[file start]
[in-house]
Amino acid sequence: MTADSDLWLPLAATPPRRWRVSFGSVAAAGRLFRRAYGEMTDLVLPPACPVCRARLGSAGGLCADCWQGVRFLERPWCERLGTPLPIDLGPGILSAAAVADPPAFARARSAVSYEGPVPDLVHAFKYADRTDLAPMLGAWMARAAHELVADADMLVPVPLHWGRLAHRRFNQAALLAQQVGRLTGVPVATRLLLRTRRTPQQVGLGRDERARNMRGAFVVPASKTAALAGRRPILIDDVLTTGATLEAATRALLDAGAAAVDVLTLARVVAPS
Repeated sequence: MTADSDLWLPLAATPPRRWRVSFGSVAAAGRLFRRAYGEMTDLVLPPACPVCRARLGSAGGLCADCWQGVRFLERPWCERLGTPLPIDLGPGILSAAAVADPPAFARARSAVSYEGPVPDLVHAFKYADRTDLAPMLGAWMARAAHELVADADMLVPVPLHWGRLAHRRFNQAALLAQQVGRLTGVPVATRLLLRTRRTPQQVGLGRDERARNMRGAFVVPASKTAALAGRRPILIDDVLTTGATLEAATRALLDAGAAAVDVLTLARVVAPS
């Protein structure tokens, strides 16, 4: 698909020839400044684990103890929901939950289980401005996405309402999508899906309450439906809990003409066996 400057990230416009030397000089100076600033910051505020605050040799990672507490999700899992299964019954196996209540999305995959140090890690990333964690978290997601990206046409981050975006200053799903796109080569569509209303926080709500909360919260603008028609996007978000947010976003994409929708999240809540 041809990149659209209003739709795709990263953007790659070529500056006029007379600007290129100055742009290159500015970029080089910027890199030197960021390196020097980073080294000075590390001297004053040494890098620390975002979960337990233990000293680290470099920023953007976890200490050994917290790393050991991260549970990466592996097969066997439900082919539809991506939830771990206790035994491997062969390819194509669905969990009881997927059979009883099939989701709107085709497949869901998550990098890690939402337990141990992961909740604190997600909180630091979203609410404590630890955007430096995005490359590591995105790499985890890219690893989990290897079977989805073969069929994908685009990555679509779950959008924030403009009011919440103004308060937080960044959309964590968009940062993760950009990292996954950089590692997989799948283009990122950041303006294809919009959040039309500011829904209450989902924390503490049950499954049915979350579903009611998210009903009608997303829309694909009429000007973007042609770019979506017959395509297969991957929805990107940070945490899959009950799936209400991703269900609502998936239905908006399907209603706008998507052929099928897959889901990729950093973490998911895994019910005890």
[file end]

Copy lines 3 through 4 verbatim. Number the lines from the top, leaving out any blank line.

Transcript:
Repeated sequence: MTADSDLWLPLAATPPRRWRVSFGSVAAAGRLFRRAYGEMTDLVLPPACPVCRARLGSAGGLCADCWQGVRFLERPWCERLGTPLPIDLGPGILSAAAVADPPAFARARSAVSYEGPVPDLVHAFKYADRTDLAPMLGAWMARAAHELVADADMLVPVPLHWGRLAHRRFNQAALLAQQVGRLTGVPVATRLLLRTRRTPQQVGLGRDERARNMRGAFVVPASKTAALAGRRPILIDDVLTTGATLEAATRALLDAGAAAVDVLTLARVVAPS
């Protein structure tokens, strides 16, 4: 698909020839400044684990103890929901939950289980401005996405309402999508899906309450439906809990003409066996 400057990230416009030397000089100076600033910051505020605050040799990672507490999700899992299964019954196996209540999305995959140090890690990333964690978290997601990206046409981050975006200053799903796109080569569509209303926080709500909360919260603008028609996007978000947010976003994409929708999240809540 041809990149659209209003739709795709990263953007790659070529500056006029007379600007290129100055742009290159500015970029080089910027890199030197960021390196020097980073080294000075590390001297004053040494890098620390975002979960337990233990000293680290470099920023953007976890200490050994917290790393050991991260549970990466592996097969066997439900082919539809991506939830771990206790035994491997062969390819194509669905969990009881997927059979009883099939989701709107085709497949869901998550990098890690939402337990141990992961909740604190997600909180630091979203609410404590630890955007430096995005490359590591995105790499985890890219690893989990290897079977989805073969069929994908685009990555679509779950959008924030403009009011919440103004308060937080960044959309964590968009940062993760950009990292996954950089590692997989799948283009990122950041303006294809919009959040039309500011829904209450989902924390503490049950499954049915979350579903009611998210009903009608997303829309694909009429000007973007042609770019979506017959395509297969991957929805990107940070945490899959009950799936209400991703269900609502998936239905908006399907209603706008998507052929099928897959889901990729950093973490998911895994019910005890």